Staff Development for Educators (SDE), providers of professional development for pre-K through grade 12 educators, has announced that it has been selected to provide comprehensive curriculum training to support the implementation of the Singapore Math pilot program in six North Carolina elementary schools. Burroughs Wellcome Fund (BWF), an independent private foundation, funds the immersive teacher training enterprise as part of the Singapore Math Pilot, a partnership between the North Carolina State Board of Education, the Department of Public Instruction and BWF.
The schools selected to participate in the pilot program are: Eastfield Global Magnet School (McDowell County), Gallberry Farm Elementary School (Cumberland), Murphey Traditional Academy (Guilford), and North Wilkesboro Elementary School (Wilkes). Also receiving a grant is the Bladen County School District for Elizabeth Primary School and East Arcadia School.
Consultants from SDE began training first and second grade teachers at the onset of this academic school year. Third and fourth grade teacher training will follow in the 2012–13 school year. SDE will then deliver professional development guidance for fifth and sixth grade teachers in 2013–2014. In their role as the training experts, SDE provides independent professional development on Singapore Math methodology, its principles and strategies including: teach in depth, teach to mastery, teach for understanding.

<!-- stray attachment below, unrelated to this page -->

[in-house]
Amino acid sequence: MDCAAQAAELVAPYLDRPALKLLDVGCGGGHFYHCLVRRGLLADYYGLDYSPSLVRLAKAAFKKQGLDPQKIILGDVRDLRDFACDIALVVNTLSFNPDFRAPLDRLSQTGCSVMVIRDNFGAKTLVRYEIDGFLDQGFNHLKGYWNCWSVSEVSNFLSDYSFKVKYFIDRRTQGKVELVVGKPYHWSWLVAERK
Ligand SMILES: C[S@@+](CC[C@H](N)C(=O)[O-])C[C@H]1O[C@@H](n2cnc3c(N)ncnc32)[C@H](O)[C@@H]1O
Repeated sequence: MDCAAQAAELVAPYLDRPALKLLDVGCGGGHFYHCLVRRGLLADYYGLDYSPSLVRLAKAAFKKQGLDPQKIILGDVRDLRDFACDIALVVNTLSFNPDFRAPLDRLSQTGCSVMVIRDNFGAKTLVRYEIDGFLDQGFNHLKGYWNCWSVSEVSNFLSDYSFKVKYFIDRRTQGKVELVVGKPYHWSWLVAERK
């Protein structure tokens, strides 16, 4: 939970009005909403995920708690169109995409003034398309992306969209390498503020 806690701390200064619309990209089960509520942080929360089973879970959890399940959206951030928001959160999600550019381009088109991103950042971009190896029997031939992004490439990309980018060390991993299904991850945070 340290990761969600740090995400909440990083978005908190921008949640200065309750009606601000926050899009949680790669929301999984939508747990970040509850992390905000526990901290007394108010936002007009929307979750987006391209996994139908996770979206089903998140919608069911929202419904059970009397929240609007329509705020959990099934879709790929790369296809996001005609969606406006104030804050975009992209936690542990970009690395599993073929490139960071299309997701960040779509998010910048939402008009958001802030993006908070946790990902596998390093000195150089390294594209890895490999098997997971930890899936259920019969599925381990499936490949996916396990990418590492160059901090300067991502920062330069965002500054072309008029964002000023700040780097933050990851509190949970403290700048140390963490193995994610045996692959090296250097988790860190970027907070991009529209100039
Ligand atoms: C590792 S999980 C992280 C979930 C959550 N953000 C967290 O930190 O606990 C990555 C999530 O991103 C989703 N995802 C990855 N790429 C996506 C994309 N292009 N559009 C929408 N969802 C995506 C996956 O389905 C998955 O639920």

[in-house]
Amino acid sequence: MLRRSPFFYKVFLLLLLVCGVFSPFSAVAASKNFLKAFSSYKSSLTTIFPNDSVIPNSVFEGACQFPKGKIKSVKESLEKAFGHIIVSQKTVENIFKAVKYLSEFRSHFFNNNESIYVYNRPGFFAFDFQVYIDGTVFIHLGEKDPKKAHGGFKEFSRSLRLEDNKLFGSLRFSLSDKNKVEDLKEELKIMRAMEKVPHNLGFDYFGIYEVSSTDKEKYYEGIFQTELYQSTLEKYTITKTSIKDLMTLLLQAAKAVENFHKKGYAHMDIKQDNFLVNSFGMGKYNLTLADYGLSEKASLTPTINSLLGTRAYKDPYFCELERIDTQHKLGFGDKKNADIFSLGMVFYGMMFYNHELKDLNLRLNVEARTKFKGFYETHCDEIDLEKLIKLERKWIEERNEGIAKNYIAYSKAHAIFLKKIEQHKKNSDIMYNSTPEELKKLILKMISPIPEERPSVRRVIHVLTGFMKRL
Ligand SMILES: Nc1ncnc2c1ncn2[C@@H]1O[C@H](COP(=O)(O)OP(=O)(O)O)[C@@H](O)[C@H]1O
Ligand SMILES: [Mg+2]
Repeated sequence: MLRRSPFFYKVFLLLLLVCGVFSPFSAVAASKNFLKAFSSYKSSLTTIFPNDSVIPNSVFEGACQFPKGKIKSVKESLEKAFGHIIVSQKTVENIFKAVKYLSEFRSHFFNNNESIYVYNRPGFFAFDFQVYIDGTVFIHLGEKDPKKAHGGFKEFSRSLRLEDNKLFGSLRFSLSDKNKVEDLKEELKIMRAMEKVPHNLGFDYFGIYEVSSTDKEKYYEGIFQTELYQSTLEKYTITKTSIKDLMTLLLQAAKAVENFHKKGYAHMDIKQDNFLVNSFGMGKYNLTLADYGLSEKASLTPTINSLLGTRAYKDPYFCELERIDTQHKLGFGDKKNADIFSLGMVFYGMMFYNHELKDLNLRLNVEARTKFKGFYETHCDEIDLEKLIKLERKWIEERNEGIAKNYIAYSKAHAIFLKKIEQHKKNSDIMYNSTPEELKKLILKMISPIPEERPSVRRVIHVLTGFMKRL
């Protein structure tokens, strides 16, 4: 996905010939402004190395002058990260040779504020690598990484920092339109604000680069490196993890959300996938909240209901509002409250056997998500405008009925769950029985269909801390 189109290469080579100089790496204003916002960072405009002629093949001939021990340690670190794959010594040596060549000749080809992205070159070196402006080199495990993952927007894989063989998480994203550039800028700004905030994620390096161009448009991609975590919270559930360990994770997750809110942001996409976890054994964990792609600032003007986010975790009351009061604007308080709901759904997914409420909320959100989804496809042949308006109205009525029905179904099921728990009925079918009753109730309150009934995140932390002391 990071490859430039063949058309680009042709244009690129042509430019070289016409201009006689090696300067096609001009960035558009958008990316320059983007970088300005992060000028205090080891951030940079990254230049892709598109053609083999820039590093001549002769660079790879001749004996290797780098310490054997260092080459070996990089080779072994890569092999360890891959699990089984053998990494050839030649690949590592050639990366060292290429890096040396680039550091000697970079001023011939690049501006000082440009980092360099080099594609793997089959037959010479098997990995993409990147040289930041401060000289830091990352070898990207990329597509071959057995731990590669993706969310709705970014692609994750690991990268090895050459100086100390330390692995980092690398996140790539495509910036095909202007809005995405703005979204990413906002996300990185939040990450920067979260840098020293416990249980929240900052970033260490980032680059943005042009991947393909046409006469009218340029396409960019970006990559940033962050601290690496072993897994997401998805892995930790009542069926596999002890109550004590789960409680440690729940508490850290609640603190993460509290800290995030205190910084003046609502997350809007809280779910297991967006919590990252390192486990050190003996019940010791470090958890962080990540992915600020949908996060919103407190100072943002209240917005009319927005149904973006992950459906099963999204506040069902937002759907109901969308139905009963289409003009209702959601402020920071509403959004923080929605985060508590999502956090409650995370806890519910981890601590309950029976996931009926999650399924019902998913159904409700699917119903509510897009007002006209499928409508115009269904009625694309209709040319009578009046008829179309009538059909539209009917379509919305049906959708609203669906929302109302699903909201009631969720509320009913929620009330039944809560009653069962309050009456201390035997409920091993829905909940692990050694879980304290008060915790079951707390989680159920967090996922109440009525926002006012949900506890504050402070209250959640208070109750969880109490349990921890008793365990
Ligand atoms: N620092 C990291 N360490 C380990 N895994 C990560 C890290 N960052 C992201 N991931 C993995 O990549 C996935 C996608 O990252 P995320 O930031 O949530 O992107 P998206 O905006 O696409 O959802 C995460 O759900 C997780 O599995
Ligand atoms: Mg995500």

“The teacher is the single most influential factor in successfully implementing Singapore Math,” said SDE President Gerald Hughes. “We are pleased to serve the role of training and preparing these teachers to implement the powerful instructional strategies in Singapore Math, which are designed to drive gains in student achievement.”
BWF has helped fund study visits to Singapore by key North Carolina education policymakers and stakeholders on two separate occasions. The outcomes of these study visits have demonstrated a need to improve 1) the quality of professional development for teachers in North Carolina, 2) the quality of STEM (science, technology, engineering and mathematics) education preparation for students, 3) alignment of education values among policymakers and the community at large, and 4) focus on a vision for educational advancement, particularly in science and mathematics. Many members of the study teams, having seen the impact of Singapore Math on student performance outcomes, supported incorporating this quality of learning into North Carolina schools.